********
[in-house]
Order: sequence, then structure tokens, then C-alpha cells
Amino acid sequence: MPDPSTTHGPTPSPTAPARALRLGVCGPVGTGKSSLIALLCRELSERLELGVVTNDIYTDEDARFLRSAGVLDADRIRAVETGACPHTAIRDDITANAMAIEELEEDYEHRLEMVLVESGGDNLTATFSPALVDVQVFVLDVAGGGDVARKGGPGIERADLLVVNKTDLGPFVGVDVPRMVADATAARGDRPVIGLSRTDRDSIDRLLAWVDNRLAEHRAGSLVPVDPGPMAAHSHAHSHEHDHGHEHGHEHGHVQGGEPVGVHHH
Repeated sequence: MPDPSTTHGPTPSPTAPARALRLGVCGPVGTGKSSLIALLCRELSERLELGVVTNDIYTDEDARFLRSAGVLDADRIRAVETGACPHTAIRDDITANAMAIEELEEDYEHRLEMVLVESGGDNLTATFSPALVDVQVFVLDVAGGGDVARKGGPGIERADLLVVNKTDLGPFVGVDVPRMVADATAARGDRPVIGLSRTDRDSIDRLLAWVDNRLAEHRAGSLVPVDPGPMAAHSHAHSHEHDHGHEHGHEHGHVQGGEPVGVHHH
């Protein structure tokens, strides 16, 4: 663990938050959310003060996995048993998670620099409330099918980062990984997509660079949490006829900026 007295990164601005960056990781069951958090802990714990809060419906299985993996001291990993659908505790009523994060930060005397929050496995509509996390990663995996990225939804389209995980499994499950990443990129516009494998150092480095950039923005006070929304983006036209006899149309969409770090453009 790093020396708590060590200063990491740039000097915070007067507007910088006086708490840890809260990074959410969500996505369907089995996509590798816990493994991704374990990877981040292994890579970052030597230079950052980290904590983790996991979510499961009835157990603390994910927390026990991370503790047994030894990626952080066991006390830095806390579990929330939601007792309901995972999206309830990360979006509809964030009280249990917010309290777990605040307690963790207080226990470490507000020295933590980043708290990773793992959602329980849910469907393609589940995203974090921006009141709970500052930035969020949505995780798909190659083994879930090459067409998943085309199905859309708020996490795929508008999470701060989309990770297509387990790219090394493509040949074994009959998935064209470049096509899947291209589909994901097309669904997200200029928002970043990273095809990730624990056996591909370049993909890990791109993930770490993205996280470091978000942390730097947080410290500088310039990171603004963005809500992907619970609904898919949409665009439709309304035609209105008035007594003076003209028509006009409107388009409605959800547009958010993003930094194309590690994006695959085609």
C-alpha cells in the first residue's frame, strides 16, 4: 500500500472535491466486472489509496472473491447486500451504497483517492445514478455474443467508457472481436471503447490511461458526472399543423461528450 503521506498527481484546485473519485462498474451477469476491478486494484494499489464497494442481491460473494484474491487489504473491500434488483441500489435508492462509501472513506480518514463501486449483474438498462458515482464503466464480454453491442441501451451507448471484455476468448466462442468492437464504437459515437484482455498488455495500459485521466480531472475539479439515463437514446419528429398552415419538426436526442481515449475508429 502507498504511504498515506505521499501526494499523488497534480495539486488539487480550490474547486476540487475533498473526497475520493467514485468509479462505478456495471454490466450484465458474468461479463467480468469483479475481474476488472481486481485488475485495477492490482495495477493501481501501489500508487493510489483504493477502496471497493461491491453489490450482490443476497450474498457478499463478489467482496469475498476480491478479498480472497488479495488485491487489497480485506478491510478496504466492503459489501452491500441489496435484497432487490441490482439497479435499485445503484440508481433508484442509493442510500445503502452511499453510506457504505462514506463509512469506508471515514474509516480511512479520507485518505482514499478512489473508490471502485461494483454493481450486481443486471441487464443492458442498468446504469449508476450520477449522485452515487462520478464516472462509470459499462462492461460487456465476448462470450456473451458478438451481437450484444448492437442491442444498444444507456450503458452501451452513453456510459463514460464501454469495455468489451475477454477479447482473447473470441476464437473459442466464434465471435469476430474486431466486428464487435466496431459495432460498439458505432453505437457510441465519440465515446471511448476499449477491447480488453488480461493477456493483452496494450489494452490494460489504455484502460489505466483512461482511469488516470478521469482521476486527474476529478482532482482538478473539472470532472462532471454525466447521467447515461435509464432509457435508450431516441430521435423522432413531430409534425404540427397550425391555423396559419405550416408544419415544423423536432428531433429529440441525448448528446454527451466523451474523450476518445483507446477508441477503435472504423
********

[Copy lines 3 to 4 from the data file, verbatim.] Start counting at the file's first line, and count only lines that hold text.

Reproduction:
Amino acid sequence: MPDPSTTHGPTPSPTAPARALRLGVCGPVGTGKSSLIALLCRELSERLELGVVTNDIYTDEDARFLRSAGVLDADRIRAVETGACPHTAIRDDITANAMAIEELEEDYEHRLEMVLVESGGDNLTATFSPALVDVQVFVLDVAGGGDVARKGGPGIERADLLVVNKTDLGPFVGVDVPRMVADATAARGDRPVIGLSRTDRDSIDRLLAWVDNRLAEHRAGSLVPVDPGPMAAHSHAHSHEHDHGHEHGHEHGHVQGGEPVGVHHH
Repeated sequence: MPDPSTTHGPTPSPTAPARALRLGVCGPVGTGKSSLIALLCRELSERLELGVVTNDIYTDEDARFLRSAGVLDADRIRAVETGACPHTAIRDDITANAMAIEELEEDYEHRLEMVLVESGGDNLTATFSPALVDVQVFVLDVAGGGDVARKGGPGIERADLLVVNKTDLGPFVGVDVPRMVADATAARGDRPVIGLSRTDRDSIDRLLAWVDNRLAEHRAGSLVPVDPGPMAAHSHAHSHEHDHGHEHGHEHGHVQGGEPVGVHHH